The Game-Changer of Racing: Zenyatta

The Game-Changer of Racing:  Zenyatta's Rock-Star Power Reinvents the Royal Kingdom.

By Jennifer Wirth, The Saturday Post

I have a word in my arsenal that can start conversations about horse racing with people who have never bet a nickel on the nose of a horse.

 It's a great word.


 For those of you who struggle to define the allure of horse racing to non-enthusiasts, Zenyatta is a fun character to parade around in discussions at cocktail parties.

Why?  Zenyatta appeals to pop culture and makes horse racing relatable to non-enthusiasts.

In a perfect world, I would live in a place where all my friends followed horse racing.  

My social calendar would be full of trackside parties in which guests wore their handicapping picks as an icebreaker on their nametag. 

However, I am young and live in Chicago. 

And, until Zenyatta, any mention of horse racing to people in my age group led to blank stares and a quick change in topic.

Then, Zenyatta showed up and did something brand new for the modern era of racing.

Instead of trying to lure non-enthusiasts to the race track, Zenyatta stomped out into mainstream culture and joined the party.

I have to admit - she's a sharp girl at marketing.

Zenyatta joined Facebook and made some new friends. 

This was no small adventure. 

According to Facebook, the average user has 130 friends. 

In contrast, Zenyatta has amassed roughly 15,500 friends on her fan page.  

As for her friends, Zenyatta started hanging out with people in the younger crowd.  The highest age demographic on Facebook currently falls between ages 18 through 44.

Regarding her connections, they embraced Zenyatta's new friends and lifestyle.

Her trainer, John Shirreffs, started a YouTube channel so that her fans could watch Zenyatta's activities from their home computer.

On YouTube, Zenyatta's friends can experience a workout between Zenyatta and her stable mate, Green Cat.   

Since the video was posted by Shirreffs, over 83,000 fans have taken a virtual ride on the back of Zenyatta.

In another YouTube video, Shirreffs gives Zenyatta a Guinness beer while she is relaxing after a workout. 

The clip of Zenyatta drinking a Guinness generated nearly 4,700 views.

Apparently, many of Zenyatta's friends enjoy meeting up with her for a drink.

However, Zenyatta is perhaps best-known for her dancing - which is catalogued in many videos across YouTube.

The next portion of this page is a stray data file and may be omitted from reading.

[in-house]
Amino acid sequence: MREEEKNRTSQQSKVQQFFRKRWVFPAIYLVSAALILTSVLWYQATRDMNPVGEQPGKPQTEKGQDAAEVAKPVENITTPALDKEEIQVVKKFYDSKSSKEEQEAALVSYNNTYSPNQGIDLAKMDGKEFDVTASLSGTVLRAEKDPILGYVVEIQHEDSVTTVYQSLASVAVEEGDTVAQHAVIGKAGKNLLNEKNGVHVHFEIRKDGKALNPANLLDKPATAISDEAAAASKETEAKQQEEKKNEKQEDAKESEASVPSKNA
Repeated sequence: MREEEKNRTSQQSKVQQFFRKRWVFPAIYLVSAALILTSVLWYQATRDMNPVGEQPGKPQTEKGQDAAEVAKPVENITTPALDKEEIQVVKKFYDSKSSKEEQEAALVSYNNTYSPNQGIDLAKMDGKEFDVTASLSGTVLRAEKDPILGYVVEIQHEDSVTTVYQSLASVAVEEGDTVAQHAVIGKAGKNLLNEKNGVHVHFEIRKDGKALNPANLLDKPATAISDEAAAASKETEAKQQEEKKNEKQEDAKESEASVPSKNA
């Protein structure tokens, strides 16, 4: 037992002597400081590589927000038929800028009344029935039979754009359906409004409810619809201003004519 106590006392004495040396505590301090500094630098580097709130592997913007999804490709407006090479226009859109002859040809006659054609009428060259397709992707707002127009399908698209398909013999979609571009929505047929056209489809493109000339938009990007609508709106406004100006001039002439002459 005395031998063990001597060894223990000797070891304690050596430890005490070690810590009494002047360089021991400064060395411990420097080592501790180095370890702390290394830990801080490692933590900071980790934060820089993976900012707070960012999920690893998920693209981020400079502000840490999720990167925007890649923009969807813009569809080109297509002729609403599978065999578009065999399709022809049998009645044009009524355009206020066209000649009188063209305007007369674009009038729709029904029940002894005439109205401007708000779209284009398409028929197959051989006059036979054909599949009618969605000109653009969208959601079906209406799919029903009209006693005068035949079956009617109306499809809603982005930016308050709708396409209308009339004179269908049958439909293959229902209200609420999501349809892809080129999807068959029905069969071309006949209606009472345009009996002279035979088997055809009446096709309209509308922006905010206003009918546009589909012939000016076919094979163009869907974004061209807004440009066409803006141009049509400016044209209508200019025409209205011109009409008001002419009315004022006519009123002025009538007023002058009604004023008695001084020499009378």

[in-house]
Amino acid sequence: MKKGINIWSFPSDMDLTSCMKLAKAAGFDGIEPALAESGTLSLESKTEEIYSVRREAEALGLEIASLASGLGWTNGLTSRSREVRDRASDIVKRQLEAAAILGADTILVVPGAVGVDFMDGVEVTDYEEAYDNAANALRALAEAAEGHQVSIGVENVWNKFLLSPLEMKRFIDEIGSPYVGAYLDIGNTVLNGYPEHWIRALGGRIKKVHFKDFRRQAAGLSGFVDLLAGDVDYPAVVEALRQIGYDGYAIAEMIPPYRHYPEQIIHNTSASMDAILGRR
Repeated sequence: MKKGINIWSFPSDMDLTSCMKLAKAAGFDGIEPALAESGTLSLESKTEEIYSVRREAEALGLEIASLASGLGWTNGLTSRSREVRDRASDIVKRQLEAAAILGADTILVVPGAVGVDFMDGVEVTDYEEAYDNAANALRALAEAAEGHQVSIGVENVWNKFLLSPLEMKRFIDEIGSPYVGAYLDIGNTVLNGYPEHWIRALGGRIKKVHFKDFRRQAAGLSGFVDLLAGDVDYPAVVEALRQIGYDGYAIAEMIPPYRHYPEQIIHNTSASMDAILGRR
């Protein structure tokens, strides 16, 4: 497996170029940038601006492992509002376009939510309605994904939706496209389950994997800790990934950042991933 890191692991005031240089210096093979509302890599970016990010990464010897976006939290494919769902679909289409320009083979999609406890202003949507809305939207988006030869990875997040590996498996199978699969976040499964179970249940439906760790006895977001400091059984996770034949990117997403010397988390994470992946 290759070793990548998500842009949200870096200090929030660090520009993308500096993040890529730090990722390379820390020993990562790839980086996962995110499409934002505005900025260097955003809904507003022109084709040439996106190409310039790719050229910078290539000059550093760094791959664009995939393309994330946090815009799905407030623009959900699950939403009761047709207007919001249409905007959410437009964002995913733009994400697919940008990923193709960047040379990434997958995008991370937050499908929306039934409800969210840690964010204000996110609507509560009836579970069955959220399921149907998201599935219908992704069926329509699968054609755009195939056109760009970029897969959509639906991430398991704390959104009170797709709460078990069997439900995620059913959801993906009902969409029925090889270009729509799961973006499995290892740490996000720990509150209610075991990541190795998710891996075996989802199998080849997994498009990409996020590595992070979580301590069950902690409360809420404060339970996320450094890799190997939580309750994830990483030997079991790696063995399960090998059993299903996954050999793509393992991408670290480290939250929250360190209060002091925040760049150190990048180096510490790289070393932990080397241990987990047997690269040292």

In the pre-race television broadcast of the 2009 Breeder's Cup, an entire segment was devoted to Zenyatta's dance moves.  The network coverage of her dancing has since been viewed on YouTube by nearly 50,000 fans.

However, dancing appears to come easily to Zenyatta with the musical background provided by her ownership - Jerry Moss, co-founder of A & M Records.

Her name itself speaks volumes in this regard.

 Zenyatta is named after the album, "Zenyatta Mondatta," in recognition of Moss signing the band The Police to A & M Records.

 But, Zenyatta doesn't stop on the dance floor.

 She has learned to paint pictures for auction to help fund Thoroughbred rescue efforts.  

 And, Zenyatta recently started marketing for the Los Angeles Dodgers baseball team.

 Near her home base of Hollywood Park, a billboard stands at the corner of 106th and Hawthorne Avenue.

 The billboard features Zenyatta's familiar mug shot, with the caption, "This Is My Town," as a marketing promotion for the Los Angeles Dodgers.

 Take a minute and think about the victory embodied in that billboard.       

 A race horse is doing the marketing for baseball - one of the most popular sports in the United States.

Yet, Zenyatta's crossover endeavors have not detracted from her racing talent.

As Zenyatta approaches the Vanity Handicap, she sets out to become the only race horse to remain undefeated in seventeen unrestricted top-level races in North America. 

If she wins, she'll make racing history for the third time in her career - having already captured two Breeder's Cup records.

However, win or lose, Zenyatta has set a model for the industry to attract newcomers to the sport.

It's simple:  Zenyatta didn't ask non-enthusiasts of racing to come to the track for a visit.

Instead, she waltzed in the world of pop culture and drew public attention to her sport.

Zenyatta embraced the Facebook trend, danced across the television screen, painted pictures for charity and offered a virtual "racehorse ride" on YouTube.

When she finished marketing her profession, she went back to her stable, drank a Guinness Beer and waited for her next start in the Apple Blossom.

And, in the end, people came to visit Zenyatta at the race track.

The hotels in Hot Springs, Arkansas were booked solid.

Fans stood outside the airport as she exited the plane.   

They showed up in droves.        

Official attendance for the 2010 Apple Blossom was recorded at 44,973 people - more than double the 21,782 guests that attended the race in 2009.

 And, among the fan fare, Zenyatta continues her racing campaign. 

As she prepares for her next start at Hollywood Park, people are again heading to the track to see if one single horse can maintain her undefeated record.

It's all because of one word. 

It's a great word.


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